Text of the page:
"Definitely I won't be the same if we are not in the Champions' League [next season] but there are 12 games to go and only four points [behind Tottenham]. Last season I remember we were third and Manchester United were second yet we secured second with two games to spare. That's football. You can have a bad month, you go from second to fourth, and the next week you are the worst. I accept that."

Fabregas is equally vehement about how Arsenal have coped after the departure of their captain to Juventus in the summer - "if people think that I am going to be the next Patrick Vieira they are totally wrong" - and is mystified that the same fate has befallen the 19-year-old Abu Diaby, signed from Auxerre in January. "You cannot say, 'Oh, Diaby the new Vieira, [Emmanuel] Adebayor the new Kanu, Theo Walcott the new Henry'. Maybe they will be in the future, but you cannot tell them now they will be the next guys."

"It doesn't help because when you are a fan, you read this and you believe it. They say 'he is the new Patrick Vieira' and maybe he has a bad game and that's it. At the moment I think Abu, Adebayor are fantastic players. They are showing that right now and in the future they will show it even more. They need time, we all need time, to focus to get better and stronger. I believe we can get into the next round of the Champions' League and higher in the League."

For one so young he is impressively sure of what is required of him, and what it will take to get a result in Madrid on Tuesday. There he will also encounter David Beckham, a player he says he only came to know about four years ago when he was pointed out in a magazine by a fellow Barcelona youth player - "one of my friends said, 'Look at this guy, he dresses so well'." This week will show that La Liga and the Premiership are closer than ever and nowhere more than in the contest between our England captain and their best young midfield prospect. Both playing against teams from their native country.

"I was lucky to come here so young because if you want to be the most complete player in the world then you have to come to the Premier League," Fabregas says. "When you are 26, 27, it is a bit too late. You can be the best doing tricks, attacking, going forward like Ronaldinho does and he is the best in the world but he is not the most complete player because he does not defend.

"In England I think it's the most competitive - technically, tactically, physically. They just told me when I came here, 'OK, we signed you because you are good technically, but if you don't defend you cannot play for Arsenal'. That's why I had to achieve that and I showed the manager I could do it. That's why he played me because basically if not I wouldn't be playing. You have to believe in yourself. When they told me that, I believed I could do it."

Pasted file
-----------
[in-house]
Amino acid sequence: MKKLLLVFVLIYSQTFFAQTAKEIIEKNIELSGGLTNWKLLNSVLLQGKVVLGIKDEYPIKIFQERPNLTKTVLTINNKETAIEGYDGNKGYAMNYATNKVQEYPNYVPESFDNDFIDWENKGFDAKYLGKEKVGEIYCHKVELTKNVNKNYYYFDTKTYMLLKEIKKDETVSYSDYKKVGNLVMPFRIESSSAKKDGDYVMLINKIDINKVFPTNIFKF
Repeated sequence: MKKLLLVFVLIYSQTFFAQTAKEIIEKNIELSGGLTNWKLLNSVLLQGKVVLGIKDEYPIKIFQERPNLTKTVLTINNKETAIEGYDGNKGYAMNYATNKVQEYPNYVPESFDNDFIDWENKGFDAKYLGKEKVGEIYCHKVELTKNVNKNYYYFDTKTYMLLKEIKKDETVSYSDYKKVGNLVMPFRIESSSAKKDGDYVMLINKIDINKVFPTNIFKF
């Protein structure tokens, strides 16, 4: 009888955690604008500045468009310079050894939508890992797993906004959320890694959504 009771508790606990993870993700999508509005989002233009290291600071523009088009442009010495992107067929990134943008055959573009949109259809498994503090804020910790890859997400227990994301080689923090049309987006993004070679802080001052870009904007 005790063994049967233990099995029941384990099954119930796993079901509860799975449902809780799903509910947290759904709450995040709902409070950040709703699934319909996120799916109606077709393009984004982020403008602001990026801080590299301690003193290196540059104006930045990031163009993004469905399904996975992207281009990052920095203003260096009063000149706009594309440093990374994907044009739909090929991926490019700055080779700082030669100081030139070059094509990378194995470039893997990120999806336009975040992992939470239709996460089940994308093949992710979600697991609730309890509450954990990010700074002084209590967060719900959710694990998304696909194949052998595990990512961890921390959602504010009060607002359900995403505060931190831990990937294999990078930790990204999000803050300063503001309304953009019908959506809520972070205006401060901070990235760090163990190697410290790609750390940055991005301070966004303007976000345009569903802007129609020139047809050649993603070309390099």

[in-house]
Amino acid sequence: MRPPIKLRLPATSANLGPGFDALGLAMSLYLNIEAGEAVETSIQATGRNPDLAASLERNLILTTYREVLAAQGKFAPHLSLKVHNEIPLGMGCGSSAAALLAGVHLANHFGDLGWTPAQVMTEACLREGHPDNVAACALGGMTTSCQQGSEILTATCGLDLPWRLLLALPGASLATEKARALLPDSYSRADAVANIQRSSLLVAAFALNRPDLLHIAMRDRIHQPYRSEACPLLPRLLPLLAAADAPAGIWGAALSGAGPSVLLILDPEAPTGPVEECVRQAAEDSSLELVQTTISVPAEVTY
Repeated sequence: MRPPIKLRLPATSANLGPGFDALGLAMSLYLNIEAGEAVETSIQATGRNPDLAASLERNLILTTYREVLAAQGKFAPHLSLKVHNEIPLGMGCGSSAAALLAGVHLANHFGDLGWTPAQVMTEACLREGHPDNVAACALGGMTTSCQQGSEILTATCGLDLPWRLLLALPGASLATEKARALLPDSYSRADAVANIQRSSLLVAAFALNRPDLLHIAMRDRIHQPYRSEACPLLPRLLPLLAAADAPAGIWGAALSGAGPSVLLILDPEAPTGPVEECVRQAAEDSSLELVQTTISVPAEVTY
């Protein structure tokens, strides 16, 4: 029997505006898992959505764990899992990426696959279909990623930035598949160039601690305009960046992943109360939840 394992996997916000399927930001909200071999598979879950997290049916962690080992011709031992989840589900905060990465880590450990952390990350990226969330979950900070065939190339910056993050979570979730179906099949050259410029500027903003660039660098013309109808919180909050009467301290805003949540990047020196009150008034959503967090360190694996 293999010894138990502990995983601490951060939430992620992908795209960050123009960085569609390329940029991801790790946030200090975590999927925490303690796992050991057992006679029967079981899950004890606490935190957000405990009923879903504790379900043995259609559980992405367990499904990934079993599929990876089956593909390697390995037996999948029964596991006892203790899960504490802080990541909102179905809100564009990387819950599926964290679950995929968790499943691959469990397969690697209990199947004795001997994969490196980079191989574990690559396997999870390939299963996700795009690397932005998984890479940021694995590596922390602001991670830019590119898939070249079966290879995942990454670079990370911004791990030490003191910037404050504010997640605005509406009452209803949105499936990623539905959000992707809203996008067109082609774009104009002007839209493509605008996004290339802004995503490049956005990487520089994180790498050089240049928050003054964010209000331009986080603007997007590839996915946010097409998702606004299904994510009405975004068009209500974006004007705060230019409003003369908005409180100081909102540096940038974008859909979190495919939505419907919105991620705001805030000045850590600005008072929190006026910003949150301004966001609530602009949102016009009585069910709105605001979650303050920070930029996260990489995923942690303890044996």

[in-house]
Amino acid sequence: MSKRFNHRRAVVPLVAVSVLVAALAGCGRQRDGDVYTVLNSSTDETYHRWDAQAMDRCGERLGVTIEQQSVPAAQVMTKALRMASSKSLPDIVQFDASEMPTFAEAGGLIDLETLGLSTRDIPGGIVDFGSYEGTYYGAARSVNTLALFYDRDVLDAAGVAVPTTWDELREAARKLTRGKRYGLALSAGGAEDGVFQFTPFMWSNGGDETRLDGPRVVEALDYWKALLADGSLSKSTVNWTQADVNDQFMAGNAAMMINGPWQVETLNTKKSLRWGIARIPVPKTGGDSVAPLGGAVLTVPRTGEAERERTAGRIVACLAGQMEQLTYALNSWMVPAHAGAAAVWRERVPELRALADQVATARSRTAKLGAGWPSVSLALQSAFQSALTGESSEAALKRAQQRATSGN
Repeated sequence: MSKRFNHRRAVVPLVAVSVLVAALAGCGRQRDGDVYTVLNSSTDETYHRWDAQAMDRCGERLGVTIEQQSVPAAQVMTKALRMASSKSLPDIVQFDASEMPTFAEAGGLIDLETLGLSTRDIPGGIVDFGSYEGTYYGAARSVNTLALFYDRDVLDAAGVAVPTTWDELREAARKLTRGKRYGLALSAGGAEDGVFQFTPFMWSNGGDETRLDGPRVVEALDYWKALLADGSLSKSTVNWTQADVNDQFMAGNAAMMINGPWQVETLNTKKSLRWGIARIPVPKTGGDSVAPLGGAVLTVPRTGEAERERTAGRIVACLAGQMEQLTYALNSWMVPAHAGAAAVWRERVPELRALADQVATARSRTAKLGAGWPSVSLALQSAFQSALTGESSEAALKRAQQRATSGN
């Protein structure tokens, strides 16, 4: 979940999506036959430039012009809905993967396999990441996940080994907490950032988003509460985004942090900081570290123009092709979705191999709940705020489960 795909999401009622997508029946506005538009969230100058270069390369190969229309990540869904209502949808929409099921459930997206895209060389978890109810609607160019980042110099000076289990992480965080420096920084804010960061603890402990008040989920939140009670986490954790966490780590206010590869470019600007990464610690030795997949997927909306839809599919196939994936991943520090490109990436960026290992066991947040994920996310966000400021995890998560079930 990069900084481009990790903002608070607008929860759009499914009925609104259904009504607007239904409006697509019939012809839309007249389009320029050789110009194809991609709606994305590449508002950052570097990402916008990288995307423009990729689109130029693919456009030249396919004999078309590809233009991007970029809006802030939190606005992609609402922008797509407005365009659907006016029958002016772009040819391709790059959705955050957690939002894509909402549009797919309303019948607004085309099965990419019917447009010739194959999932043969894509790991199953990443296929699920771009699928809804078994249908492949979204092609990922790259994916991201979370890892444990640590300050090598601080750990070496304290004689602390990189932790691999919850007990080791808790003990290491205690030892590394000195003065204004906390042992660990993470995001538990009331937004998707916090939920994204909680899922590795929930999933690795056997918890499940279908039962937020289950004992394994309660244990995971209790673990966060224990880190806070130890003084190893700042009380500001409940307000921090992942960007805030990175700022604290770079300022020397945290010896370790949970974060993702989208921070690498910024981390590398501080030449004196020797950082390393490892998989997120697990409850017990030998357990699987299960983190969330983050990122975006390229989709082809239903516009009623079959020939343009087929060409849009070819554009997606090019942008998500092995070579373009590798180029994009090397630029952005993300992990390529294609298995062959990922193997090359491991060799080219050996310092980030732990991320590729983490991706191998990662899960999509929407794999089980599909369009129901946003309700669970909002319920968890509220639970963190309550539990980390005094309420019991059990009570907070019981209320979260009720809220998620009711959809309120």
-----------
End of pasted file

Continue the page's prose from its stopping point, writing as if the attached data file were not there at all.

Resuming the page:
He finishes outlining his football philosophy with a phrase that might have come straight from the mind of Arsène Wenger - "It cannot be that one is running and one is walking," Fabregas says, "we all have to run for the ball." Come Tuesday evening, it will be a Spanish prodigy that the Bernabeu welcomes on to the pitch, but a Spanish prodigy educated in all the best English traditions.

Exchange of skills: Britain's football trade with Spain


Gary Lineker, Barcelona

Signed by Terry Venables for £2.75m. He became an instant hit, scoring a hat-trick in a 3-2 win over Real Madrid.

Steve McManaman, Real Madrid

Signed in 1999 under the Bosman ruling, he won the European Cup - scoring in a 3-0 victory over Valencia in Paris.


Mark Hughes, Barcelona

The striker moved in 1986, but could not settle in his new surroundings. He scored four goals in 28 games.

Michael Owen, Real Madrid

Criticised for a poor first touch, he usually started on the bench and left for Newcastle after a year and 13 goals in 36 games.


Xabi Alonso, Liverpool

A £10.5m bargain. His smooth passing, capable shooting and defensive support has allowed Steven Gerrard to flourish.

Roberto Martinez, Wigan

Signed in 1995, his silky skills made him a Latics legend. The first Spaniard to score in the FA Cup, he made 226 appearances.


Javier De Pedro, Blackburn

A winger with 20 caps for Spain, he left for Perugia on a free transfer after only three appearances in a year.

Fernando Morientes, Liverpool

Arrived as one of Europe's best strikers. Prolific at Real Zaragoza, Real Madrid and Monaco, he has nine goals in 41 games so far.